Phoon Yew Tien

Presently the Head of Music at the Nanyang Academy of Fine Arts, Phoon began his composition studies in the seventies with Leong Yoon Pin. In 1980, he was offered a scholar-ship by the Singapore Symphony Orchestra to pursue his musical training in the Queensland Conservatorium in Australia. Within four years, Phoon graduated with a degree in Music Composition and a degree in Music Instrumental (Flute) simultaneously. While in Australia, he had studied composition under Elaine Dobson, Alen Lane and Karl Vine and the flute under David Cabbin, Geoffrey Collins and Louise Dellit.

Phoon's diversified and imaginative composition skills may be testified by the string of awards received, including the distinguished awards in "Our Songs" Writing Competition (1977), Nanyang University Song Writing Competition (1978) and "Song for Workers" Writing Competition (1978). In Australia, he was thrice awarded the prestigious Dulcie Robertson Prize for composition in the years 1980, 1981 and 1983. In 1984, his composition, "Autumn" won him the Yoshiro Irino Memorial Prize by the Asian Composer's Society.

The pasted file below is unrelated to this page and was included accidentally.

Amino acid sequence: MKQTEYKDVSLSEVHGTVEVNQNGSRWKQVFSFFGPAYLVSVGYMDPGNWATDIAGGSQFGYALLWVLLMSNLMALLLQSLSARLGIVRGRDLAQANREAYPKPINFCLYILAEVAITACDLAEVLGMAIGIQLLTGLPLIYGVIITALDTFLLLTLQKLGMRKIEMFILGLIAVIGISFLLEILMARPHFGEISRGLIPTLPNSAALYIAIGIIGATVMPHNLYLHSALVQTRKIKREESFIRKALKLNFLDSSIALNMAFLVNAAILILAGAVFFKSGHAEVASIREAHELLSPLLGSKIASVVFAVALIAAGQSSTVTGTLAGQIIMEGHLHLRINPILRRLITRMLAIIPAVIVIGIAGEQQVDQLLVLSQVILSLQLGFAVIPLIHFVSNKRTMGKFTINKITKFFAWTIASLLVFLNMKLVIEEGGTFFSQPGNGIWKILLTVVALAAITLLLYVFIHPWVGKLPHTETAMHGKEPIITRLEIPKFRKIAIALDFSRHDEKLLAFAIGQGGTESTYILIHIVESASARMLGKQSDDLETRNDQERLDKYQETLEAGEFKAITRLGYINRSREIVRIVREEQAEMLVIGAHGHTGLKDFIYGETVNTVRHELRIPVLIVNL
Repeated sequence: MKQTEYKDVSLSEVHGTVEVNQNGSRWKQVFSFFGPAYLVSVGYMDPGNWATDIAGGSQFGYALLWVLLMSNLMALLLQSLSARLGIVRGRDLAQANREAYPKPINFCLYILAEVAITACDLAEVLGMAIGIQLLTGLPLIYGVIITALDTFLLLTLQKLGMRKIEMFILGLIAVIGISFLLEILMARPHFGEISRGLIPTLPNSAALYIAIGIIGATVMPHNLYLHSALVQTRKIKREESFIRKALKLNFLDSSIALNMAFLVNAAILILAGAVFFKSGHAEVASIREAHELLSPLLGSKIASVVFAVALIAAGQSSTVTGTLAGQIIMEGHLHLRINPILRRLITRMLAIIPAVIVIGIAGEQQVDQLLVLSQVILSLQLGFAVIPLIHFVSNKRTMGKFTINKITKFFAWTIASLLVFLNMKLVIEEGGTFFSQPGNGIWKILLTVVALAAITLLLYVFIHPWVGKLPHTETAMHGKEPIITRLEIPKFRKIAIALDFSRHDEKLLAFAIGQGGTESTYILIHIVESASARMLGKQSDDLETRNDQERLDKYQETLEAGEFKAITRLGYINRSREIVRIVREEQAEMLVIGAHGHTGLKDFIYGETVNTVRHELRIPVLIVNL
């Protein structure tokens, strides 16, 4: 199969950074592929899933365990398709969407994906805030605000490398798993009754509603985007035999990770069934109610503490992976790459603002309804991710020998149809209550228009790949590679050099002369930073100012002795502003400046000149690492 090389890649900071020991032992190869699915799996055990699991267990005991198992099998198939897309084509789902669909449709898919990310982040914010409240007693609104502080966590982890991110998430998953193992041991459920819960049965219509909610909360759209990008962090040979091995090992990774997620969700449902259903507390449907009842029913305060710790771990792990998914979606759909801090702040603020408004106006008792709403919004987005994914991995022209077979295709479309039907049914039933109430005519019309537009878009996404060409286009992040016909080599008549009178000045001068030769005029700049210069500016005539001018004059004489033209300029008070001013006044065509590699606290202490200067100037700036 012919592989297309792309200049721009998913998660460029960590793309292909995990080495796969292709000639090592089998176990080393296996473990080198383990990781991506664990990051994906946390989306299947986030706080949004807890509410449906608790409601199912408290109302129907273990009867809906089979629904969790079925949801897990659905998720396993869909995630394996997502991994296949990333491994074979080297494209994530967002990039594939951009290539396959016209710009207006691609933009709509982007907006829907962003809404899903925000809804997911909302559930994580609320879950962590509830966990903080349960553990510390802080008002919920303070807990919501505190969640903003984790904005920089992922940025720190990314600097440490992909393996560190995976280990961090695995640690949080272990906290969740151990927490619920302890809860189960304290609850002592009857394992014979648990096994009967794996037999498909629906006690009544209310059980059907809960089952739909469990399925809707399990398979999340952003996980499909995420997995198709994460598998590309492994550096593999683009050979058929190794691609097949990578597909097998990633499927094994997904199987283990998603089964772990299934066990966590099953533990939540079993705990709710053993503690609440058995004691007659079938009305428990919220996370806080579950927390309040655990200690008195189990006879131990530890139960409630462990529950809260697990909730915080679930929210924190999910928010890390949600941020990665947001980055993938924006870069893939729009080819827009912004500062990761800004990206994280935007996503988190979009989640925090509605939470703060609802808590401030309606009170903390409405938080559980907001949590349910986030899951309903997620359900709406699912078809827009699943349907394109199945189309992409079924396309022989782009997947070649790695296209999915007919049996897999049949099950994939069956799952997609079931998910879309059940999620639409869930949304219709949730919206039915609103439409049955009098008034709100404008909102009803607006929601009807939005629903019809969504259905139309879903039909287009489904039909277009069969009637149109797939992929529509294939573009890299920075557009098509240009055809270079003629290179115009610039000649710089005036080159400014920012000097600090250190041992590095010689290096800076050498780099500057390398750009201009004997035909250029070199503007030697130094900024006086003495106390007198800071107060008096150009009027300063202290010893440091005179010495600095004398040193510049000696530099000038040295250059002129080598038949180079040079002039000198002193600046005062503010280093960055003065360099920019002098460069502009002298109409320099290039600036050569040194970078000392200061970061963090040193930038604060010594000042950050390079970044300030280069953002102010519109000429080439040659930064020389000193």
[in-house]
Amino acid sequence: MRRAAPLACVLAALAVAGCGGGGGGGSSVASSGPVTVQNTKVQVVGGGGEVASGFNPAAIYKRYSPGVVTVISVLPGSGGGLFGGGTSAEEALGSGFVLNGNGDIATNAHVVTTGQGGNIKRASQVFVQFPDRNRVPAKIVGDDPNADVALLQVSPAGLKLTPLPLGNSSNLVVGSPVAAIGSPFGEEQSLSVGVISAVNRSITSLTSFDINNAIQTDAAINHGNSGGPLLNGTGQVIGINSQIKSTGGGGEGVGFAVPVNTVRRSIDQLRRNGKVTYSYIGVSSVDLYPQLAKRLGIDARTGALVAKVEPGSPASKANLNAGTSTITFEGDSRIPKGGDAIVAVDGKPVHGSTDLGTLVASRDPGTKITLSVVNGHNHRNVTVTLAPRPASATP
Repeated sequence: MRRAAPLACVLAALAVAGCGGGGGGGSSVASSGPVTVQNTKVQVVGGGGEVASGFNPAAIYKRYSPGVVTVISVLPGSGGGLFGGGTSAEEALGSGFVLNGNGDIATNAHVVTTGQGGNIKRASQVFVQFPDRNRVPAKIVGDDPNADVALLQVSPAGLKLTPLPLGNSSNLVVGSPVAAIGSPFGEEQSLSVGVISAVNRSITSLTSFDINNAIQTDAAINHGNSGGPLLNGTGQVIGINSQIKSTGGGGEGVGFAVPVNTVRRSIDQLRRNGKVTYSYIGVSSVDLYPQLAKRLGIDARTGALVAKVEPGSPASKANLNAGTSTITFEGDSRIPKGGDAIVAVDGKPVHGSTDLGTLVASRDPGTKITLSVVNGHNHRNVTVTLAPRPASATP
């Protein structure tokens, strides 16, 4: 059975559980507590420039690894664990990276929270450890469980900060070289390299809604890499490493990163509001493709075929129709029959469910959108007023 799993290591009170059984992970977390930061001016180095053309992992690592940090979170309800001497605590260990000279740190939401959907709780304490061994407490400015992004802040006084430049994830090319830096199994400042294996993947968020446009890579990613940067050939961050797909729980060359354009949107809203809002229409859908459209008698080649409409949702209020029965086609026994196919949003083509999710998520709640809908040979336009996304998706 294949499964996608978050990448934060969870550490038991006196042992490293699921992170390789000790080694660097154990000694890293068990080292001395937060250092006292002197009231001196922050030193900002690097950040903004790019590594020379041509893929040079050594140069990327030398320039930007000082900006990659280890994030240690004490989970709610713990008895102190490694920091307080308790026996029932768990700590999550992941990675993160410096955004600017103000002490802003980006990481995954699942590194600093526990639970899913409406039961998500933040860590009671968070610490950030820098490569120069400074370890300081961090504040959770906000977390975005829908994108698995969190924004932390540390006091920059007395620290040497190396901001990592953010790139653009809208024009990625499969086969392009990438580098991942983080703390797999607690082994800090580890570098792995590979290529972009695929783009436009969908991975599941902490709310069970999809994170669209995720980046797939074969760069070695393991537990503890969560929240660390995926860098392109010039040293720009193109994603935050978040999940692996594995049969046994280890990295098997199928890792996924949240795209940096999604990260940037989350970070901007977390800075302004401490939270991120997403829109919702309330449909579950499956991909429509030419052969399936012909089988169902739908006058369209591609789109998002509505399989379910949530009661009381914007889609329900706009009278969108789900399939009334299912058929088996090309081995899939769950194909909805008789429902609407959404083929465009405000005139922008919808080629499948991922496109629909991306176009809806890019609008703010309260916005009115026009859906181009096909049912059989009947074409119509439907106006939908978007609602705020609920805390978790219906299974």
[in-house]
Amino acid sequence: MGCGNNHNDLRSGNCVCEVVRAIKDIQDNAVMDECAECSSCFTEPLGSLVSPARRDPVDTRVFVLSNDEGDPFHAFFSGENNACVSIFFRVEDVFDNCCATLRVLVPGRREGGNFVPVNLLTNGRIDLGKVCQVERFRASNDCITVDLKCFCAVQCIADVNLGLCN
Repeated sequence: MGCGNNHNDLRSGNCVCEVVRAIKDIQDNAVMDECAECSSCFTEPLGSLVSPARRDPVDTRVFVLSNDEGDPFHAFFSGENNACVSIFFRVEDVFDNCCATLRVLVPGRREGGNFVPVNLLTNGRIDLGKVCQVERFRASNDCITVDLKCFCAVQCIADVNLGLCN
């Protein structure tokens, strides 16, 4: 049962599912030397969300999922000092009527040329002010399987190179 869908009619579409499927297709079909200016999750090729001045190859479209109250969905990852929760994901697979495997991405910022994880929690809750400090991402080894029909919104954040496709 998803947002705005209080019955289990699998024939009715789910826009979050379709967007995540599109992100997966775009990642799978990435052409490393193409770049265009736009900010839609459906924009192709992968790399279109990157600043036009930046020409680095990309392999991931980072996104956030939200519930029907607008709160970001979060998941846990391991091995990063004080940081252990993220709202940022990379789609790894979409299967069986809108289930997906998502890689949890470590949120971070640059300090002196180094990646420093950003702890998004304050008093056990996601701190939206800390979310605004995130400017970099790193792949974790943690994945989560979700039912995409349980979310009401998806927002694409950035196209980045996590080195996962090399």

In addition to receiving commissions from the Singapore Symphony Orchestra, the Singapore Youth Orchestra and the People's Association Chinese Orchestra, Phoon has been approached annually by the Hwa Chong Junior College Chinese Orchestra from 1981 to 1991 to write for the college's yearly public concert. His works are also regularly featured in the "New Music Forum" - the platform for contemporary music.

Phoon had collaborated with various dance and drama groups and Singaporean artists such as Tan Swie Hian, Kuo Pao Kun, Goh Lay Kuan and Lim Fei Shen. Many of these works were performed in the Singapore Festival of Arts, Festival of Dance and the ASEAN Arts Festival. Outside home, Phoon's work have been performed by various orchestras in Hong Kong, Taiwan, England, New Zealand, Japan, Australia, France and Italy.

Phoon has established himself as possibly the most promising and imaginative composer of his generation. His music successfully combines a basically Chinese idiom with contemporary techniques and styles. It is often transparent and spare in texture, making effective and use of tone colour.